Using the same data, we can also calculate Spearman’s Rho.
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SELECT 1 - (6 * SUM(POWER(x - y, 2))) / CONVERT(NUMERIC(8, 2), (COUNT(*) * (POWER(COUNT(*), 2) - 1))) AS spearman_rho FROM @OurData; |
which gives
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spearman_rho 0.307692308 (1 row(s) affected) |
You can convince yourself that the calculation for Kendall’s Rho doesn’t need ranked data. You can pretend that, instead of ranking their wines in order, Tony and I scored each wine on a zany scale between 1 and 100. Here is this un-ranked data.
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SELECT x,y FROM (VALUES (5,20), --Menetou-Salon (13,28), --Muscadet-Sèvre et Maine (23,12), --Quincy (28,33), --Reuilly (38,75), --Muscadet-Coteaux de la Loire (41,43), --Chinon (50,82), --Muscadet-Côtes de Grand Lieu (56,61), --Vouvray (61,56), --Tourraine (71,71), --Anjou-Saumur (80,6), --Sancerre (81,50) --Pouilly-Fumé )f(x,y) ORDER BY x |
You’ll see that, with this un-ranked data, Kendall’s Tau gives precisely the same result.
Now what if we couldn’t really distinguish some of the wines and gave them tied rankings? What if I put Menetou-Salon and Muscadet-Sèvre et Maine first in my ranking? Well, Spearman’s rho wouldn’t work. We now have to use a variety of Kendall’s tau called Tau-B. Kendall’s Tau is pretty resilient to ties, but Tau-B is better where there are ties.
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DECLARE @OurData TABLE ( row INT IDENTITY PRIMARY KEY, x INT NOT NULL, y INT NOT NULL ); INSERT INTO @OurData (x, y) SELECT f.x, f.y FROM (VALUES (1, 3), --Menetou-Salon (1, 4), --Muscadet-Sèvre et Maine (3, 2), --Quincy (3, 4), --Reuilly (3, 10), --Muscadet-Coteaux de la Loire (6, 6), --Chinon (7, 10), --Muscadet-Côtes de Grand Lieu (7, 9), --Vouvray (8, 8), --Tourraine (10, 10), --Anjou-Saumur (11, 1), --Sancerre (1, 7) --Pouilly-Fumé ) f(x, y) ORDER BY f.x; DECLARE @n1 NUMERIC(18, 6), @n2 NUMERIC(18, 6), @n0 NUMERIC(18, 6), @nc NUMERIC(18, 6), @nd NUMERIC(18, 6); SELECT @n1 = COALESCE(SUM(ties.t * (ties.t - 1)) / 2, 0) FROM (SELECT COUNT(*) AS t FROM @OurData GROUP BY [@OurData].x HAVING COUNT(*) > 1 ) ties; SELECT @n2 = COALESCE(SUM(ties.t * (ties.t - 1)) / 2, 0) FROM (SELECT COUNT(*) AS t FROM @OurData GROUP BY [@OurData].y HAVING COUNT(*) > 1 ) ties; SELECT @n0 = COUNT(*), @nc = SUM(CASE WHEN (i.x < j.x AND i.y < j.y) OR (i.x > j.x AND i.y > j.y) THEN 1 ELSE 0 END), -- concordant @nd = SUM(CASE WHEN (i.x < j.x AND i.y > j.y) OR (i.x > j.x AND i.y < j.y) THEN 1 ELSE 0 END) -- discordant FROM @OurData i CROSS JOIN @OurData j WHERE i.row <> j.row; SELECT CONVERT(NUMERIC(8, 2), (@nc - @nd) / SQRT((@n0 - @n1) * (@n0 - @n2))) AS 'Tau (τ)'; |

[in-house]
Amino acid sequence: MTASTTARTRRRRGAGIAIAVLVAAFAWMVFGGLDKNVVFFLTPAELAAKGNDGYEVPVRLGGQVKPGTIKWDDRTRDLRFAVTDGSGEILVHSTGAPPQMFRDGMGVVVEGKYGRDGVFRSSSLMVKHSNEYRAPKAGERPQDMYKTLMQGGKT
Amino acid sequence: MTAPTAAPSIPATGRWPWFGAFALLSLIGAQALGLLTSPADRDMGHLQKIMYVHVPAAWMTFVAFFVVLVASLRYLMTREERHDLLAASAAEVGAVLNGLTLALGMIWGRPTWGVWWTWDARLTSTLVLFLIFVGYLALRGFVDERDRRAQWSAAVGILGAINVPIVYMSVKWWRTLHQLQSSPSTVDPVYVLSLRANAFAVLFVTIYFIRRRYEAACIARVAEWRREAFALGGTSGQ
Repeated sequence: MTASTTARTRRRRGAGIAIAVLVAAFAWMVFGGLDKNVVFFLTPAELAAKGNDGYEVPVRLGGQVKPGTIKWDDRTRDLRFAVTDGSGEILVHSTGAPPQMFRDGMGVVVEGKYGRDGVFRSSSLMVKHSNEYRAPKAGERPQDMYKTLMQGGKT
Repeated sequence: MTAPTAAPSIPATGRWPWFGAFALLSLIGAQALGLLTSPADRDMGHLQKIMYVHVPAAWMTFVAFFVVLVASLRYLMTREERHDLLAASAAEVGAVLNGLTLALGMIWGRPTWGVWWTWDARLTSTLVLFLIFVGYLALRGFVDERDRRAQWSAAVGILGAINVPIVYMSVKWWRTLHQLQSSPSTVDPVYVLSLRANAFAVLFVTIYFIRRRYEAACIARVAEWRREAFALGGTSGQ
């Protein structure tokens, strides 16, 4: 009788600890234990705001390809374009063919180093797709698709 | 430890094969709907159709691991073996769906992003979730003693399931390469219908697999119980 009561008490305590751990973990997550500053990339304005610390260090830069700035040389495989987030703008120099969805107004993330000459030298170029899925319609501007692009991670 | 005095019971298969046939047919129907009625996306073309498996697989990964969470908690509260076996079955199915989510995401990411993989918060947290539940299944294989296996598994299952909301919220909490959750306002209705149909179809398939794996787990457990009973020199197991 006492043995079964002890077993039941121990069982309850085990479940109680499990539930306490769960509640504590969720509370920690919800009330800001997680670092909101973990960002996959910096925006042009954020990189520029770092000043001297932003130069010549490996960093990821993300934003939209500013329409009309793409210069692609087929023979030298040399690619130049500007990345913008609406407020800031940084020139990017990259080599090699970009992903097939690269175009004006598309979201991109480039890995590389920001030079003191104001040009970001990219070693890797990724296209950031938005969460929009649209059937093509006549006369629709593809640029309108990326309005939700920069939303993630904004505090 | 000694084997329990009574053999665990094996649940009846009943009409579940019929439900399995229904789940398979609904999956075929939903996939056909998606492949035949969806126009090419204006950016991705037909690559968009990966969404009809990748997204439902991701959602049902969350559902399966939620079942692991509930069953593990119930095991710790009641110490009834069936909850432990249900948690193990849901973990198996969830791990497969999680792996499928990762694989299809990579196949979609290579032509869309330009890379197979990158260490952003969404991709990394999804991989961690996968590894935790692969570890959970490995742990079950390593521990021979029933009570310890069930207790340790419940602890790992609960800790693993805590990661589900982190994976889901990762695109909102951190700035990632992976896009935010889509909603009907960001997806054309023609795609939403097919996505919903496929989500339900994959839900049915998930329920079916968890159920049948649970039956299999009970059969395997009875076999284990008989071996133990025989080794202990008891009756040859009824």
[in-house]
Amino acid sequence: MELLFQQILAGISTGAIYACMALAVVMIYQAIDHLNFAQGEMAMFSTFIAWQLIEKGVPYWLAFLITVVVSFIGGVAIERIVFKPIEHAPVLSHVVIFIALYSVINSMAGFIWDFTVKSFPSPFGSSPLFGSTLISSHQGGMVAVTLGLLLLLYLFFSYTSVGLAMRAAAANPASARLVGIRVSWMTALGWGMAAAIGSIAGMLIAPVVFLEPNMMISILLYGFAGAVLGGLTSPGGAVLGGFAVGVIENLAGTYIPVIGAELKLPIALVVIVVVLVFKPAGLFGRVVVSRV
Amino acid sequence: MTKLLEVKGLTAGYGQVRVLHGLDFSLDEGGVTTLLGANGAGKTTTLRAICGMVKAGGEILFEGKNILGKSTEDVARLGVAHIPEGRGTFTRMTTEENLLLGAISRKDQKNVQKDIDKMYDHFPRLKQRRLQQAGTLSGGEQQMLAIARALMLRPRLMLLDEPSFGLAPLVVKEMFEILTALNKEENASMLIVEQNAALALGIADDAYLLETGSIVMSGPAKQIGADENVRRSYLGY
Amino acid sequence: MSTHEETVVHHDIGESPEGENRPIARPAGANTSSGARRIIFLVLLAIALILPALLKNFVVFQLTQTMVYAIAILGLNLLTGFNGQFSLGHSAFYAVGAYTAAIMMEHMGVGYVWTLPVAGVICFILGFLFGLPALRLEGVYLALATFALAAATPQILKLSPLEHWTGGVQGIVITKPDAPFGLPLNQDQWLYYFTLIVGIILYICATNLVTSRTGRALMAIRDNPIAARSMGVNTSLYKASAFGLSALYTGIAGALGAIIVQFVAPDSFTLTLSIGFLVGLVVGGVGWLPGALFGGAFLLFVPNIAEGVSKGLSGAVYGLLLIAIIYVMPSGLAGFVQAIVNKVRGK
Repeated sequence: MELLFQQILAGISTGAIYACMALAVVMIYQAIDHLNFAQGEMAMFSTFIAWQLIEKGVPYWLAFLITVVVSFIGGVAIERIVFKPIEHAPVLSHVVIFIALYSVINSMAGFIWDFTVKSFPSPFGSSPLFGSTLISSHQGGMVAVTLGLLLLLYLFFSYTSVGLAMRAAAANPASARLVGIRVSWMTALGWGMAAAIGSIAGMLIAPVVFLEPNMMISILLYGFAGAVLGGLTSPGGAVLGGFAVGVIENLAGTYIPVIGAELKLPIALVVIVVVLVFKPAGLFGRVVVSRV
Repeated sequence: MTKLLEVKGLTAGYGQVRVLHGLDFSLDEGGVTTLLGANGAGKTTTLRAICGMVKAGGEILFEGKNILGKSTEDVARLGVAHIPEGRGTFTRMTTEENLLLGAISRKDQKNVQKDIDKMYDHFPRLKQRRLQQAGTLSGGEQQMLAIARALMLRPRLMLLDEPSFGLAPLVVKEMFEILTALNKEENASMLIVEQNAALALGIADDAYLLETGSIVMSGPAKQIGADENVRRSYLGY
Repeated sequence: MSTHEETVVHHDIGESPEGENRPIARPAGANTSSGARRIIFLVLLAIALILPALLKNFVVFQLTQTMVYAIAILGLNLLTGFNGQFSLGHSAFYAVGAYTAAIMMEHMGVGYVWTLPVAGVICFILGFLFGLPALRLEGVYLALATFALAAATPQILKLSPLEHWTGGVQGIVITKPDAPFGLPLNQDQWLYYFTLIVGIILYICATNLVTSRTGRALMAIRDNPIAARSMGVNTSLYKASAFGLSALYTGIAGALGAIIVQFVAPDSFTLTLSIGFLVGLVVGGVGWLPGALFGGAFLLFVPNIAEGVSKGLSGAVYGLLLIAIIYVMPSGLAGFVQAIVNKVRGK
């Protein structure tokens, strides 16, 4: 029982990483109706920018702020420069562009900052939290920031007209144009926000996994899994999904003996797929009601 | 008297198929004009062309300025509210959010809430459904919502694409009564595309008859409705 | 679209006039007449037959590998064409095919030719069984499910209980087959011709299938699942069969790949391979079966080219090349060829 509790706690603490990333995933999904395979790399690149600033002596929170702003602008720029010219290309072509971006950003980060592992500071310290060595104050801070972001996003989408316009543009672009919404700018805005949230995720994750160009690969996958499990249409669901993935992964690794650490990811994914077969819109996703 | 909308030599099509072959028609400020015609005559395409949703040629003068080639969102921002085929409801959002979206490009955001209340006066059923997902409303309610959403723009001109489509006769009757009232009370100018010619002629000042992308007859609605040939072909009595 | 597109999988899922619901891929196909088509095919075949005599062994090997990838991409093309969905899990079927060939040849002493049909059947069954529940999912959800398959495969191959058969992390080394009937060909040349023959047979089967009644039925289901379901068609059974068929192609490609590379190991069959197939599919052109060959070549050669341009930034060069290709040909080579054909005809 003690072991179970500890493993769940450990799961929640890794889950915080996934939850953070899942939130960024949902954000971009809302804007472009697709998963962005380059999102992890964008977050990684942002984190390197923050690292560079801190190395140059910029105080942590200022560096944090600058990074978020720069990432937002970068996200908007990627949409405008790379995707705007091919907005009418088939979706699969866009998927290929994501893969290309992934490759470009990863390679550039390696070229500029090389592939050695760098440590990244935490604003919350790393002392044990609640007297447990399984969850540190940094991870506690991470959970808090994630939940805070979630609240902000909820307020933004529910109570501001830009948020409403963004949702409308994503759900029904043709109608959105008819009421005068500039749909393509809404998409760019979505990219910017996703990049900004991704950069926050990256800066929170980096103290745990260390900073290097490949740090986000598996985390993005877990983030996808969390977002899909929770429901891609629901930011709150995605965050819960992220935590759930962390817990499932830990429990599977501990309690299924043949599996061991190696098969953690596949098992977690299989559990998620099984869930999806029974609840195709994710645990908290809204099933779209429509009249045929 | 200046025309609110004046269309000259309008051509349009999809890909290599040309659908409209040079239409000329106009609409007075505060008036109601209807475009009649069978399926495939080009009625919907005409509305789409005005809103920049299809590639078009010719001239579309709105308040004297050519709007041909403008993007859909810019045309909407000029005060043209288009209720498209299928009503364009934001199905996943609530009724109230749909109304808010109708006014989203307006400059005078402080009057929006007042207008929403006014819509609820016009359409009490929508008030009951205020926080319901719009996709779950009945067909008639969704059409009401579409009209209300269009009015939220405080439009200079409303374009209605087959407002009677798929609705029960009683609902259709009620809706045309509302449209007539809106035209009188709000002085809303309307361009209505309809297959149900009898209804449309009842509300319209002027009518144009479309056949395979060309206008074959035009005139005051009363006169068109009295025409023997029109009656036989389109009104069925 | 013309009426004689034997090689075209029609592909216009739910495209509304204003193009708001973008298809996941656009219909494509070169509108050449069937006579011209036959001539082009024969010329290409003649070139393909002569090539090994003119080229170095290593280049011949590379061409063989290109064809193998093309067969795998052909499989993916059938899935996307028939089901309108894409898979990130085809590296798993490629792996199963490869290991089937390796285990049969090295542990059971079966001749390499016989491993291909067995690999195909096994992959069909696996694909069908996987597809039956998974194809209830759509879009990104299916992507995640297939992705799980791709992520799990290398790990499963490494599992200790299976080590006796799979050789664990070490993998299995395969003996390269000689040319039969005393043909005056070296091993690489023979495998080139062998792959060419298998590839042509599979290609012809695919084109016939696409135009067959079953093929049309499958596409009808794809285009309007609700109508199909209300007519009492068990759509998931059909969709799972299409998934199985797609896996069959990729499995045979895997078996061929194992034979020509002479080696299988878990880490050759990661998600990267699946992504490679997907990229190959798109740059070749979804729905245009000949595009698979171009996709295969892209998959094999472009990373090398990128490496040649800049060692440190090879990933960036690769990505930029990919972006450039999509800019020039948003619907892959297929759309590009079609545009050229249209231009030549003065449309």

… Which gives…
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Tau (τ) 0.21 |
So there we have it. If your data really can’t be called parametric, then Kendall’s Tau is pretty useful. Your data doesn’t have to be rank orders, the statistic will consume all manner of data. Data scientists like it because it irons out those pesky outliers that chance throws at you. I’m wary of using it without understanding the data properly, because it is easy to draw unwarranted conclusions from it, but otherwise it is a useful inference tool.
See also the first in this series
and the subsequent..